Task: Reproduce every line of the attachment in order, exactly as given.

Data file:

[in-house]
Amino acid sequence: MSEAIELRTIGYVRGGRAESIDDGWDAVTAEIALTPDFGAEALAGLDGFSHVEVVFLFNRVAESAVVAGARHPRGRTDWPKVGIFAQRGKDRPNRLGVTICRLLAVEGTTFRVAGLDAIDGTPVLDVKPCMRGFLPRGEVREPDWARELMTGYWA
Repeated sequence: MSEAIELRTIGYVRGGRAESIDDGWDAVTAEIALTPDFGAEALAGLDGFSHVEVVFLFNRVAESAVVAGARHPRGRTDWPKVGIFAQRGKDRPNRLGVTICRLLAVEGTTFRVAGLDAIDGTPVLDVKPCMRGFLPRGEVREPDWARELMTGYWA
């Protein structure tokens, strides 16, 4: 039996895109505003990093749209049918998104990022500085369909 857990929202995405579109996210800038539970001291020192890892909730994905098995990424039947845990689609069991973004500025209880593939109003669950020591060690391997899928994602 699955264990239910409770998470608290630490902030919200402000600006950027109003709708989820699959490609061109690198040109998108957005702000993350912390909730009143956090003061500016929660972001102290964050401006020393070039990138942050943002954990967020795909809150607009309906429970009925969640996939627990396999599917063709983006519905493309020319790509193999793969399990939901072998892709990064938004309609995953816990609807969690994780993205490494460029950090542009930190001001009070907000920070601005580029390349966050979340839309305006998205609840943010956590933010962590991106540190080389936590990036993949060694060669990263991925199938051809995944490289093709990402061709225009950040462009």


[in-house]
Amino acid sequence: MSEAIELRTIGYVRGGRAESIDDGWDAVTAEIALTPDFGAEALAGLDGFSHVEVVFLFNRVAESAVVAGARHPRGRTDWPKVGIFAQRGKDRPNRLGVTICRLLAVEGTTFRVAGLDAIDGTPVLDVKPCMRGFLPRGEVREPDWARELMTGYWA
Repeated sequence: MSEAIELRTIGYVRGGRAESIDDGWDAVTAEIALTPDFGAEALAGLDGFSHVEVVFLFNRVAESAVVAGARHPRGRTDWPKVGIFAQRGKDRPNRLGVTICRLLAVEGTTFRVAGLDAIDGTPVLDVKPCMRGFLPRGEVREPDWARELMTGYWA
């Protein structure tokens, strides 16, 4: 039996895109505003990093749209049918998104990022500085369909 857990929202995405579109996210800038539970001291020192890892909730994905098995990424039947845990689609069991973004500025209880593939109003669950020591060690391997899928994602 699955264990239910409770998470608290630490902030919200402000600006950027109003709708989820699959490609061109690198040109998108957005702000993350912390909730009143956090003061500016929660972001102290964050401006020393070039990138942050943002954990967020795909809150607009309906429970009925969640996939627990396999599917063709983006519905493309020319790509193999793969399990939901072998892709990064938004309609995953816990609807969690994780993205490494460029950090542009930190001001009070907000920070601005580029390349966050979340839309305006998205609840943010956590933010962590991106540190080389936590990036993949060694060669990263991925199938051809995944490289093709990402061709225009950040462009």